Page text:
Jason Clarke Antiques
Very Early Stick Barometer by Negretti & Zambra London
For sale, one of the earliest Negretti & Zambra instruments that I have ever come across. This simple stick barometer is comprised of a single board of mahogany with domed top and inlaid scale plate. The scale is engraved for 27 to 31 inches of barometric pressure with hand operated slide Vernier for more precise readings against the central tube. The right hand side of the scale has an engraved Fahrenheit and Reamur thermometer scale. The top of the glass cane is held against the barometer with a brass dome topped cap.
The glass tube stands proud of body all of the way down to the point where it meets an eighteenth century style globe type cistern cover which is secured at the top by a brass collar at the top.
Perhaps not the grandest of stick barometers on the market but the maker’s engraving to the top reveals that this is an example of Negretti & Zambra’s work from its earliest years of trading. I have seen thousands of their instruments over the years but this is the first I have seen that states:
“H. Negretti & Zambra, 11 Hatton Garden, London.”
The partnership of Negretti & Zambra was formed from two Italian émigré families although Henry Negretti was certainly the more experienced of the pair at the formation of the business. His career began as an apprentice under Angelo Tagliabue who also taught Louis Casella. Other Tagliabues also went on to form a partnership with Joseph Zambra so it is clear that this family were instrumental in the formation of both Casella and Negretti & Zambra, the two great instrument makers of the Victorian age.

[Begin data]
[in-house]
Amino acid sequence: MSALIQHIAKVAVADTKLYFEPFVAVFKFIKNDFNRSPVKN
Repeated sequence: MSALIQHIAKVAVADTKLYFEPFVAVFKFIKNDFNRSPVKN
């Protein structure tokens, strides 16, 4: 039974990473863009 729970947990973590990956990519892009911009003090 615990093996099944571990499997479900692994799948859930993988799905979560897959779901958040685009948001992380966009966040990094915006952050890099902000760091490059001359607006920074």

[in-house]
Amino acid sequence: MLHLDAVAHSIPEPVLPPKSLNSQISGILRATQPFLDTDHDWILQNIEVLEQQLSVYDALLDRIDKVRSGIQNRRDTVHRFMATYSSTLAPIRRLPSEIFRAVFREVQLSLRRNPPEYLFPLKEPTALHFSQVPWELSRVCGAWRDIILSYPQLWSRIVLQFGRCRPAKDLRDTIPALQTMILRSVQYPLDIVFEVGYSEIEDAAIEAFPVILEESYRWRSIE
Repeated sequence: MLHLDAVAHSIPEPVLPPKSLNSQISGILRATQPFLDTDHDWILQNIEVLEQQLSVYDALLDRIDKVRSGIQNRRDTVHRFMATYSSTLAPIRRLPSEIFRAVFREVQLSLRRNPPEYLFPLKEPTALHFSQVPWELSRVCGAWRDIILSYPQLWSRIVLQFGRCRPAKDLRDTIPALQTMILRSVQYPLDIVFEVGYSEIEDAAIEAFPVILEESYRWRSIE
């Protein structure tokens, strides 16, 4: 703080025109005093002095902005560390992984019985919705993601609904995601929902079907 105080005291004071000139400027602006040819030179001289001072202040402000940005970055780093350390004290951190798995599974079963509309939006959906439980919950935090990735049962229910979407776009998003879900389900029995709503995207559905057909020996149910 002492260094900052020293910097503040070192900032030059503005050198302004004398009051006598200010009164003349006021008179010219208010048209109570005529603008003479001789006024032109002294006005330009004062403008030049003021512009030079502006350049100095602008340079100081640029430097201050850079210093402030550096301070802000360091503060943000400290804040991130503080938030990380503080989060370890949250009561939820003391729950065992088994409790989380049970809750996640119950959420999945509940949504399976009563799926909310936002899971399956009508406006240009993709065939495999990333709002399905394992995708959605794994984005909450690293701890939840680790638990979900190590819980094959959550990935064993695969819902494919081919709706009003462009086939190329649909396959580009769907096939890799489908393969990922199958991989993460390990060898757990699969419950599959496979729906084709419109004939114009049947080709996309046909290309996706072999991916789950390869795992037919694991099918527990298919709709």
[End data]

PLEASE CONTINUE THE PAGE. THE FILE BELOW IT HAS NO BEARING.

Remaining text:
In 1841 after the death of her husband Valentino, Jane Pizzi took over the premises at Leather Lane from Angelo Tagliabue and continued her husband’s scientific instrument making business. Between 1841 and 1845, the records suggest that Pizzi continued to employ Henry Negretti who had by this time become an adept glass blower, barometer and thermometer maker, and then shortly after, went into partnership with him until 1845 whereafter Negretti took over the premises as H. Negretti & Co.
It is unclear why the partnership was formed in 1850 but it is certain that it grew from the company of H. Negretti & Co which is the reason why you see the “H. Negretti” stated on the barometer, suggesting that Zambra was the junior partner at this early stage. The address is also the earliest trading address that the partnership maintained from 1850 – 1857 so we can be absolutely certain that this barometer was manufactured during this period. I have seen one other piece with this address which simply states, “Negretti & Zambra” giving me comfort in attributing this piece to their first or second year of trading.
Negretti & Zambra went on to be a leading name in the production of meteorological and scientific instruments. Their early affiliation with Admiral Fitzroy and his developments in meteorology and with the RNLI made them a household name within the British Isles. Throughout their long and esteemed history they exhibited at all British and worldwide industrial fairs and became makers to both Queen Victoria and Edward VII and their contributions to scientific development in the second half of the Nineteenth Century cannot be underestimated.
They continued to service the general public and the scientific community alike until the late 1960’s whereafter they focused solely on the aviation industry in numerous guises until its eventual liquidation in the year 2000. A sad end to a hundred and fifty years of quality manufacturing.